Week 8 Reading

In Chapter 8 of The Revolution Will Not Be Televised, Trippi describes the successes of the Dean campaign. Trippi writes very positively about the grassroots feel of the online community created by the Dean, which mostly centered around the campaign’s weblog, Blog For America. Trippi was clearly very surprised by the success of the campaign he managed; all of the three authors of this week’s readings seemed to comment on the “surprise” of the lead Dean took initially. However, Trippi’s positive remarks on the fundraising techniques of the online campaign contrast greatly with Shirky’s belief that “money isn’t votes”. In this regard, Shirky was clearly right.

Trippi writes with enthusiasm about how great the Internet donations were, and how hard the blog community worked to reach miniature goals for fundraising. His examples about the red bat and the mimicking of a Dick Cheney $2,000/plate luncheon are especially glowing. However, when we read the Shirky piece, we see exactly how those donations did not turn into actual votes. Shirky writes, “By moving campaign donations online, they made it much easier to donate, so much easier in fact that raising millions from individuals was never the sign of strength we thought it was”. Shirky also says that contributing to the online fundraising wasn’t so much a contribution to Dean, but a contribution to the method- Shirky argues the ingenuity of it made people more likely to donate.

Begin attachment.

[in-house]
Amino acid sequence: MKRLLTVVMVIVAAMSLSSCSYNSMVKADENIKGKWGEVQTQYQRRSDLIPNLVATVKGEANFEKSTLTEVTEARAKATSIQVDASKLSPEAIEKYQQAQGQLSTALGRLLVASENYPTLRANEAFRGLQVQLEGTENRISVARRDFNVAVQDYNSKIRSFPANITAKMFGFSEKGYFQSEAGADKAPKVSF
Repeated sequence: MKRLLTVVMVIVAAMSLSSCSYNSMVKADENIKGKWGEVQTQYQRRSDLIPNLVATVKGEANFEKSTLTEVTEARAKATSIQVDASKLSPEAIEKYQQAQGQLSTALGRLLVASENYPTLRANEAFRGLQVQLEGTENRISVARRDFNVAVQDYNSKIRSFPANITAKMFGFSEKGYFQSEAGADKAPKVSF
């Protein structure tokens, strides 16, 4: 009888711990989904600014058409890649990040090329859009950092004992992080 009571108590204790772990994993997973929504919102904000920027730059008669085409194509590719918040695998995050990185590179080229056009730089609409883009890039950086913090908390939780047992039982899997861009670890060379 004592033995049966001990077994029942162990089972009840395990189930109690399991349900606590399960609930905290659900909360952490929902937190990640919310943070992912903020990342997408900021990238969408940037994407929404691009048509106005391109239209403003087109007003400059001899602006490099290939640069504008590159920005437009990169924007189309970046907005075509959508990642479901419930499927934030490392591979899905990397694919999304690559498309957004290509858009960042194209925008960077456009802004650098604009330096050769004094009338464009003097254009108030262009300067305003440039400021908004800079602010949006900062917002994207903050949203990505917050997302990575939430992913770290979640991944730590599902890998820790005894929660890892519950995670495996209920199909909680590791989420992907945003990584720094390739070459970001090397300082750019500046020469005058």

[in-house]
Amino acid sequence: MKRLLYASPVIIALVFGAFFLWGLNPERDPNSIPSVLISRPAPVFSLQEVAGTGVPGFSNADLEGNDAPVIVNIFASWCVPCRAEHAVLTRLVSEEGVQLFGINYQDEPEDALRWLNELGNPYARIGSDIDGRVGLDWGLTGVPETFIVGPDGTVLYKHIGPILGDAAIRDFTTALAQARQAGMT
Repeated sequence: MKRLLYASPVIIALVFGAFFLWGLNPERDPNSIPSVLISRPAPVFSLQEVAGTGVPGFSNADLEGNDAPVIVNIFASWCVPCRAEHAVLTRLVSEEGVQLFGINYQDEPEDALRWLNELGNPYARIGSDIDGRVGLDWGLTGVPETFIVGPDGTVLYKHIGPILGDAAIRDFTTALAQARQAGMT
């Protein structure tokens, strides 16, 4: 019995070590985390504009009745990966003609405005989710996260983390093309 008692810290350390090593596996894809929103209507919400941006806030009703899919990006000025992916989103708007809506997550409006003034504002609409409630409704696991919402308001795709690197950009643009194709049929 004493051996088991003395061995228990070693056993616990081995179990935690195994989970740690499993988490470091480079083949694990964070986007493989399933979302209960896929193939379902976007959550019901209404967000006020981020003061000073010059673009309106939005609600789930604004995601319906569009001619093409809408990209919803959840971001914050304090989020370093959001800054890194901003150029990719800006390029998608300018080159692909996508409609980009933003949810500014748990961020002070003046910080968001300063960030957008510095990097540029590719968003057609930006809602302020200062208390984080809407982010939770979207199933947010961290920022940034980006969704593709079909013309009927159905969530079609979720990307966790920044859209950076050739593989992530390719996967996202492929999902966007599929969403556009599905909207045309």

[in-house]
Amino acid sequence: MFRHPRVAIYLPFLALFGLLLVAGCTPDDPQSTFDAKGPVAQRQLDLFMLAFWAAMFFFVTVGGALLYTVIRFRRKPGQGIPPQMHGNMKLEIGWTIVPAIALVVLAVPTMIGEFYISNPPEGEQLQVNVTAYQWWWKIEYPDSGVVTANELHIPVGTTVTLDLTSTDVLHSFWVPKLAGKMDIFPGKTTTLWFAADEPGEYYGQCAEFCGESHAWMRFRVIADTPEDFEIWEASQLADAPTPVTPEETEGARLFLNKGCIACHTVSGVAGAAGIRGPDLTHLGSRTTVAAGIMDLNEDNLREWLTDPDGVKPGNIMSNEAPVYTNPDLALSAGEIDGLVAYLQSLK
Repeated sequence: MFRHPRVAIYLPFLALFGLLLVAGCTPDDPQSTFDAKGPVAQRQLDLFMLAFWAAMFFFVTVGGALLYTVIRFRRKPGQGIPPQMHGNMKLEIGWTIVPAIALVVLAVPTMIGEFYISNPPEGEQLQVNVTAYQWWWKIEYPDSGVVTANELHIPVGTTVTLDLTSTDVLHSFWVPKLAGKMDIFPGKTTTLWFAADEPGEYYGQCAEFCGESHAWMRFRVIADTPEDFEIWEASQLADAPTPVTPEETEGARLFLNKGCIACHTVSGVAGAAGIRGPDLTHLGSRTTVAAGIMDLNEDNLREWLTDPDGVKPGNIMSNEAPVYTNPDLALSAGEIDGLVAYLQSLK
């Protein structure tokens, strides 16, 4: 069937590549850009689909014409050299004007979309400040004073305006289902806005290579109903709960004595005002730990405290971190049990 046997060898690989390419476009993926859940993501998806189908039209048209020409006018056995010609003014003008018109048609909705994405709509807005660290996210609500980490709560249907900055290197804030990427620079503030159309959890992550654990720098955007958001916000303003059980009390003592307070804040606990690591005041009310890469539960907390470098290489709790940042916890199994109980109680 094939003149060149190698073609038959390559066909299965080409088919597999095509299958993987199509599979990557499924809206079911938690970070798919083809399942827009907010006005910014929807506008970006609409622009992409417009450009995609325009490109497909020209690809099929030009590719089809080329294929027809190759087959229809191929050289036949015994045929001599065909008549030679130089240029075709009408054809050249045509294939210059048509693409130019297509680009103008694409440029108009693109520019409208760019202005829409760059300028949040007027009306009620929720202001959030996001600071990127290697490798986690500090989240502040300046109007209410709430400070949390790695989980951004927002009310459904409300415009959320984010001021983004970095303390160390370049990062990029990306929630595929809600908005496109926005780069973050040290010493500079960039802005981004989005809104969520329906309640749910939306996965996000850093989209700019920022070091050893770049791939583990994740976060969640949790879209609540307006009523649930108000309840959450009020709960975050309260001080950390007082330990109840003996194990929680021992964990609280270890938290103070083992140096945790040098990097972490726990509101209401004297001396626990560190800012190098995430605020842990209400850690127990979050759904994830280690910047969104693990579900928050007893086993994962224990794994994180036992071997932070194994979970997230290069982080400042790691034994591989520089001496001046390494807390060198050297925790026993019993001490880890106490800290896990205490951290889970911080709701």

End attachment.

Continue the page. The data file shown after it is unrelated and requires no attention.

We can compare this idea to the fundraising efforts today of Stephen Colbert’s Super PAC. As of January 31, the group had raised $1,023,121. How many of those people who contributed were not actually supporting a presidential campaign for Colbert, but really just liked the novelty of donating to a Super PAC of a comedian? The money Colbert raised, many would argue, certainly does not translate to actual support for a campaign.

My question for the class is: What aspect of the Dean campaign was the most misleading as a predictor for future success? The fundraising successes? The support at early rallies? The debates on the campaign’s blog?

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1 Response to Week 8 Reading

  1. smisarah says:

    I’d argue that his fundraising successes were the most misleading aspect of his campaign. I’m sure that the other Democratic candidates had rallies that were well-attended and inspirational, and the debate on the blog was only unique to the Dean campaign because it was online – while supporters of other candidates might not have had a blog to visit and engage with, they were certainly engaged in dialogue elsewhere, be it Kerry’s campaign headquarters or just the local coffee shop. The fundraising was what set Dean apart from the other candidates and what made him most formidable in their eyes. His campaign was quite successful in soliciting small donations from a large group of people, a tactic that worked very well for Obama in 2008. However, dollars alone don’t necessarily equate to support, like we discussed in class (and you highlighted with your Colbert example).

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